The current situation has thrown into even greater stark relief the friction-laden obstacle course that many brands have created for those looking to buy or find support. And it’s shown just how far behind the curve some sectors are – particularly financial services. As we all know, large banks suffer from ingrained operational inefficiency. Product, marketing, sales and post-sale support are seemingly siloed, with little to no consistency or communication; while their technology stack will no doubt consist of various legacy systems imperfectly patched together. As a result, the easiest option for these businesses is to throw people at the problem. Build big teams of long-suffering customer operations folk, and ask your customers to call them. A structure like this simply adds cost and inconvenience, and, when it gets put under serious strain like it is today, starts to crumble.

The path to friction free

Ultimately, I believe that customers are intuitively channel agnostic. We don’t think in those terms. We just want to fix our problems in the fastest, simplest and most convenient way. And more often than not, that probably means sorting it ourselves, within the very product that we’re using. So, if we misplace our debit card, we would rather just freeze it from our app, rather than spend five minutes on the phone telling someone. It’s not rocket science. Fintechs and digital banks have shown that they get it. They understand that convenience rules – and that a digital solution doesn’t have to be devoid of delight. But they remain the exception, not the rule.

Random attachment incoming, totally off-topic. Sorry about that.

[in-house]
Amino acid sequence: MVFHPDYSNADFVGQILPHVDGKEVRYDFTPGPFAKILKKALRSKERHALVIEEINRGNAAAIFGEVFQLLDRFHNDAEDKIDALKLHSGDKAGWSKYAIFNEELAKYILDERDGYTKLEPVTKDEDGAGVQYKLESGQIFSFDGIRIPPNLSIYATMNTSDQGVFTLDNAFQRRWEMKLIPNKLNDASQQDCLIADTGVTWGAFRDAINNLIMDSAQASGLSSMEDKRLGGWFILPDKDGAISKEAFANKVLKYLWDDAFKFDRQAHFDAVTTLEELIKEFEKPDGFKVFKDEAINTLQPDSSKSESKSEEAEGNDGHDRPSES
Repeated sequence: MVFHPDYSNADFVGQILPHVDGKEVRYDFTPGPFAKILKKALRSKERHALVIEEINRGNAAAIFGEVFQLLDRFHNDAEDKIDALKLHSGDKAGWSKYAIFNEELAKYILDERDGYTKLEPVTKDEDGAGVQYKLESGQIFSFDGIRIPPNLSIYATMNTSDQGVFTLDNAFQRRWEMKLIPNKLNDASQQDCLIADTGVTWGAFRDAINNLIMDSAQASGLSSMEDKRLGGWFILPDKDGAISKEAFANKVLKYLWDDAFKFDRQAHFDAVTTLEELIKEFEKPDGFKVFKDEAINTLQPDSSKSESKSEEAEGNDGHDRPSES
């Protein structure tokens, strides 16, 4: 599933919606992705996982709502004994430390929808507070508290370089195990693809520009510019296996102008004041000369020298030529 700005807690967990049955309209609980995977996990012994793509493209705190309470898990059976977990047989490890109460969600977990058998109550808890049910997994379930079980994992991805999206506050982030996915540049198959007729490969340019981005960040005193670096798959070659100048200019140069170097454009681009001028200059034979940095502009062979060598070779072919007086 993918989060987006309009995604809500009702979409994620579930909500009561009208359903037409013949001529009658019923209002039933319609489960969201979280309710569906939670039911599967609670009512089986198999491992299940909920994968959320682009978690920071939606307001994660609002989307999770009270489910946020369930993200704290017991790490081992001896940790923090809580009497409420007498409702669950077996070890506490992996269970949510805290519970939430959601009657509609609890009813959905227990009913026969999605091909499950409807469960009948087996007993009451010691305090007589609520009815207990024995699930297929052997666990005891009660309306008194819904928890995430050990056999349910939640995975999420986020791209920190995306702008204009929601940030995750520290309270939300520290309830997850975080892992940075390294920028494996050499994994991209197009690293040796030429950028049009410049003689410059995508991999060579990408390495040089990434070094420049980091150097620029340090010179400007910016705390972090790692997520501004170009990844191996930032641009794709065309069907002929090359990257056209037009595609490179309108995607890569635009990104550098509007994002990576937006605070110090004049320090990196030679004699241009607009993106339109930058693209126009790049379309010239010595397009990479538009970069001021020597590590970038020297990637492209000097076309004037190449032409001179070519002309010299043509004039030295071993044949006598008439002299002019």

The future belongs to fintech

It’s no surprise that the brands that have proven most successful over the last decade are those that have sought to remove friction from the customer journey. It’s no surprise, either, that these brands – the Amazons, Ubers, Slacks, Zooms and Deliveroos of the world – are proving especially helpful during the current crisis. They have removed friction within their technology – using APIs to seamlessly connect microservices to create rich, rounded experiences. They have removed friction within their products – with intuitive, low-click journeys and well-crafted content that minimises clunk, maximises speed, and anticipates questions or problems before they arise. They have removed friction within their customer operations – helping customers to help themselves through in-app customer support and online problem-solving content. And they have removed friction within distribution, too. Making it super easy to buy once, buy again and refer others. As we emerge from this strange passage having had to adapt to a life lived online, I think our patience with clunky, phone-based customer service will wear even thinner – and our desire to just sort it ourselves will, I believe, grow stronger. When it comes to self-serve customer support, fintechs have shown us the future. Now we need to banish the past.
Stuart SheppardStuart Sheppard is Head of Content at Seccl, the digital custody and investment technology business that’s part of the Octopus Group. Its publicly-documented API provides simple, plug and play access to financial markets – helping ambitious fintechs of all sizes to launch new investment and advice propositions quickly and affordably.